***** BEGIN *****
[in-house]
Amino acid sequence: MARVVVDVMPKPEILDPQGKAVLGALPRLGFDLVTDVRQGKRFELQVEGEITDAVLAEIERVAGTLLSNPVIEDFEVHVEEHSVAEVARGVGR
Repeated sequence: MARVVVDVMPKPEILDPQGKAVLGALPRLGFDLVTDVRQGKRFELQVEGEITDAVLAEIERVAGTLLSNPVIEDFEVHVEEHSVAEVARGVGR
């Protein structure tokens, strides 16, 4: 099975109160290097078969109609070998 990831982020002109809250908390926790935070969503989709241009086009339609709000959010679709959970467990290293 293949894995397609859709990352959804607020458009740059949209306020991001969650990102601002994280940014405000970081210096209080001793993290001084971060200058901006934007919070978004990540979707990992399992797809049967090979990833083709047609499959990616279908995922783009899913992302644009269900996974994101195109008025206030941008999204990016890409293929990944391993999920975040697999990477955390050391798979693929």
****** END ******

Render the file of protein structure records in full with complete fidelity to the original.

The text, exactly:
[in-house]
Amino acid sequence: MARVVVDVMPKPEILDPQGKAVLGALPRLGFDLVTDVRQGKRFELQVEGEITDAVLAEIERVAGTLLSNPVIEDFEVHVEEHSVAEVARGVGR
Repeated sequence: MARVVVDVMPKPEILDPQGKAVLGALPRLGFDLVTDVRQGKRFELQVEGEITDAVLAEIERVAGTLLSNPVIEDFEVHVEEHSVAEVARGVGR
């Protein structure tokens, strides 16, 4: 099975109160290097078969109609070998 990831982020002109809250908390926790935070969503989709241009086009339609709000959010679709959970467990290293 293949894995397609859709990352959804607020458009740059949209306020991001969650990102601002994280940014405000970081210096209080001793993290001084971060200058901006934007919070978004990540979707990992399992797809049967090979990833083709047609499959990616279908995922783009899913992302644009269900996974994101195109008025206030941008999204990016890409293929990944391993999920975040697999990477955390050391798979693929």